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» Notice anything different about the Rad home page? (Hopefully not much.) For a cool surprise, scroll down to the bottom (of the home page) and click the link labeled » Validate.

HTML5 logoThat's right, dawg! » 100% valid HTML5! .. employing a handful of new, semantically-rich HTML5 elements ..

.. such as » <header>, <footer>, <article>, <section>, <nav>, <aside>, <hgroup> & <time> (.. including the datetime & pubdate attributes) ..

.. most of which are designed to replace the semantically-vague » div tag .. used so prevalently in HTML4 & especially in XHTML layouts.

[ The HTML5 spec contains 28 new semantic elements. ]

I'm not talking about a div-laden page which merely contains an HTML5 <!doctype>. No, sir. We're talking about honest-to-God HTML5 mark-up. I also implmented significant WAI-ARIA features (via the role attribute) which are invalid in HTML 4.

[ The term semantics simply means that the new elements used to mark-up the web page have more MEANING. In other words, they're more descriptive, and browsers will therefore be able do more things with them (.. when they become HTML5-aware in the coming months). ]

Call me Mr. Early-Adopter. More to come on how I accomplished this (.. much hair-pulling, my first jQuery script, headaches, burning eyeballs, etc.). But right now I need to re-screw my head on straight. (Might take me a while.)

There are still a few minor glitches I need to iron out, but nothing I'd consider a deal-breaker.

[ Special thanks to the Excavator (Alaska) for helping with the jQuery script. (Yeah, that's something I need to learn.) ]

Modifying the mark-up itself was actually the easy part (.. after reading the excellent book by Remy & Bruce). Fun stuff. On the other hand .. converting my previous CSS-styles to target the new HTML5 elements .. that turned out to be the tricky part.

With CSS, if you omit even a single comma, your whole page-style falls apart in grand fashion. And it can be difficult to find something like a missing comma.

Valid HTML5 Mark-up» Headaches of Being an HTML5 Early-Adopter

But my BIGGEST headache (by far, surprisingly enough) .. was getting the dang column lengths equal. What a pain that was!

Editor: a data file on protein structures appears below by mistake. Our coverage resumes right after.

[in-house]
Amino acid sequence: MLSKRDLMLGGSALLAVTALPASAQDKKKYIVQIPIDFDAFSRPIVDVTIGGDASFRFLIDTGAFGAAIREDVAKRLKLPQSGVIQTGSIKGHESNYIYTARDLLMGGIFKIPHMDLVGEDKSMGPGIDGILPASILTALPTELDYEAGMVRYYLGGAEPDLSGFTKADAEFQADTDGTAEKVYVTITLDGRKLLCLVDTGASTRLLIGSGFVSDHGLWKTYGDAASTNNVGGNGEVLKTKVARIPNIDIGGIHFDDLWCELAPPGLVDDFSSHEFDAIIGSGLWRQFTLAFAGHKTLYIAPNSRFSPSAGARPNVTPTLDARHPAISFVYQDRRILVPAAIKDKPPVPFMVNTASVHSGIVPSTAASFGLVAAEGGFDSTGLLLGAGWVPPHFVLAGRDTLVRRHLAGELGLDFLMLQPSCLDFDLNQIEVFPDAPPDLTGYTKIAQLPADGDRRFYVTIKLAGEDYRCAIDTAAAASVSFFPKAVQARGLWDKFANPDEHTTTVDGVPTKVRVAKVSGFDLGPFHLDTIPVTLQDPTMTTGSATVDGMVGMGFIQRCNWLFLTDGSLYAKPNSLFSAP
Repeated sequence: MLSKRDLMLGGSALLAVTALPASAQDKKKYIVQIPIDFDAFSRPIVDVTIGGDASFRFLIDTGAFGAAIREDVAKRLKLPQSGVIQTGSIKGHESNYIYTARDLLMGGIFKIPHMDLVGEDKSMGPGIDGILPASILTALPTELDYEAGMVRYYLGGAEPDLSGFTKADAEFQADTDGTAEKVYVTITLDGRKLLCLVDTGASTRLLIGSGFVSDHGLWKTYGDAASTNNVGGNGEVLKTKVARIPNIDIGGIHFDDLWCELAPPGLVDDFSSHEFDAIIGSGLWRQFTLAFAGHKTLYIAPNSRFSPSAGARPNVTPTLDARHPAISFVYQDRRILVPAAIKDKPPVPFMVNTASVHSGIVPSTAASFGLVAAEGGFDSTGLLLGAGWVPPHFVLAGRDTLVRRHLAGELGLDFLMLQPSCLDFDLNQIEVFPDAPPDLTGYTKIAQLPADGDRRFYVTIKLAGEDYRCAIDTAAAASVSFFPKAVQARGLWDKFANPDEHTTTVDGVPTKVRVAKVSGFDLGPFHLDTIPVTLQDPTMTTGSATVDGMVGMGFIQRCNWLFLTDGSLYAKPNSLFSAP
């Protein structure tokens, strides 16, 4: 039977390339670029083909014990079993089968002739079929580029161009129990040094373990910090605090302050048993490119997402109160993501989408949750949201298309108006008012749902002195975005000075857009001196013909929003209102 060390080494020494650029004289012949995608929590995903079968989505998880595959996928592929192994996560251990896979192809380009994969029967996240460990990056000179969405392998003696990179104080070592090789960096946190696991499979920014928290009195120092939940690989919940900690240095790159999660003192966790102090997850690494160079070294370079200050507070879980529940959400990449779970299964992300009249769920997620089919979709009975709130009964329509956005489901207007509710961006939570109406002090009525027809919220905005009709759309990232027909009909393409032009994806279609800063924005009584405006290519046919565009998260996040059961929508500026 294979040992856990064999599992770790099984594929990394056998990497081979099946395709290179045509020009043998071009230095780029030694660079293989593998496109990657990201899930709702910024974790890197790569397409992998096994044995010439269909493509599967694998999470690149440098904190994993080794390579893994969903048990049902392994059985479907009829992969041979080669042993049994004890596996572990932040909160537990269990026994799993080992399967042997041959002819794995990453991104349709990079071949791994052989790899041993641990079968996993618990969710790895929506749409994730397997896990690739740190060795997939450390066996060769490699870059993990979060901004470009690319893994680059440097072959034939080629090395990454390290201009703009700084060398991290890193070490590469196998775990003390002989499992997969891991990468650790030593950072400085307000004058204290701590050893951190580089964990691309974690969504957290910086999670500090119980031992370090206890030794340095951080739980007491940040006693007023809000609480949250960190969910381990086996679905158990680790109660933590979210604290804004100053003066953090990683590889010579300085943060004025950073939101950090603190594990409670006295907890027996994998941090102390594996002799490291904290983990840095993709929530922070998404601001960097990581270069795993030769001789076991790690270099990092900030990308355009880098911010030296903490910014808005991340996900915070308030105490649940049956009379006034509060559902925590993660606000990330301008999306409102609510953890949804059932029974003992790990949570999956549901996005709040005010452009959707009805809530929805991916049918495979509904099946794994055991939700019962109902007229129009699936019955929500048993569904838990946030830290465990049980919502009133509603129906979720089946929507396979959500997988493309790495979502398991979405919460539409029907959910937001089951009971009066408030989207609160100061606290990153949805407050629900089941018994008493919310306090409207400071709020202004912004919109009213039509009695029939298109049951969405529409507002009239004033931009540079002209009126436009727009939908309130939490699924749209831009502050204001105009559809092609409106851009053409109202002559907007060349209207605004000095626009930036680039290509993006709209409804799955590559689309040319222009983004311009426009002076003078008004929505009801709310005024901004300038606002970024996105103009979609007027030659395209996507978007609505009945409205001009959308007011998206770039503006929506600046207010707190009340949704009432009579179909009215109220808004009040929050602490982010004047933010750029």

I searched long-n-hard for answers .. googling queries such as » html5 equal height columns script.

Was surprised to find nothing helpful. If you really wanna torque your brain nicely, take a gander at THIS page (.. titled » Equal Height Columns with Cross Browser CSS). I mean, you start to get the feeling » Just shoot me now. (And note that I understand CSS pretty well.)

Regulars may recall that getting equal column heights/lengths was the first problem I ran into .. way back (in 2007) when I was trying to convert the home page from a table-based layout to pure CSS.

Seems it's STILL a royal pain .. cuz my old matching_columns script wouldnt work in HTML5 (.. despite tweaking the 'div' to 'section' .. and pleading desperately).

The Story Behind HTML 5

The Opera web browser is made in Norway (.. with headquarters in Oslo, the nation's capital). Before reading today's entry you should download & install a copy (currently at v11.x) .. as a way of thanking them. For what? Keep reading.

HTML5 logoHTML 5 is coming. Sooner than many had expected. That's good news. (The Standards-creation process » aqui.)

The W3C, which is headed by Tim Berners-Lee -- the guy who invented the Web and was subsequently knighted -- operates on a consensus basis.

This might be why changes to Web standards (called Recommendations) such as HTML & CSS are made at such a frustratingly glacial pace.

Getting people from Microsoft & Apple (and others who make browsers) to agree on anything is no mean feat.

In '98, the W3C decreed that HTML was done (toast) and that XML represented the way forward.

The current spec/standard (that I use) is called » XHTML 1.0, which is simply an XML version of HTML. It uses HTML elements wrapped in (stricter) XML syntax. This is the standard used by most web pages being written today.

» <!doctype html>

HTML5 was not always called HTML5. Rather it started out as something called » Web Applications 1.0, which began in 2004 when folks from Mozilla & Apple joined forces with a group from Opera, who was not convinced that XML represented the best way for the Web to proceed.

They called themselves the » WHATWG .. the Web Hypertext Application Technology Working Group. (You must admit, WHATWG is a funny name .. especially for a group of über-geeks.)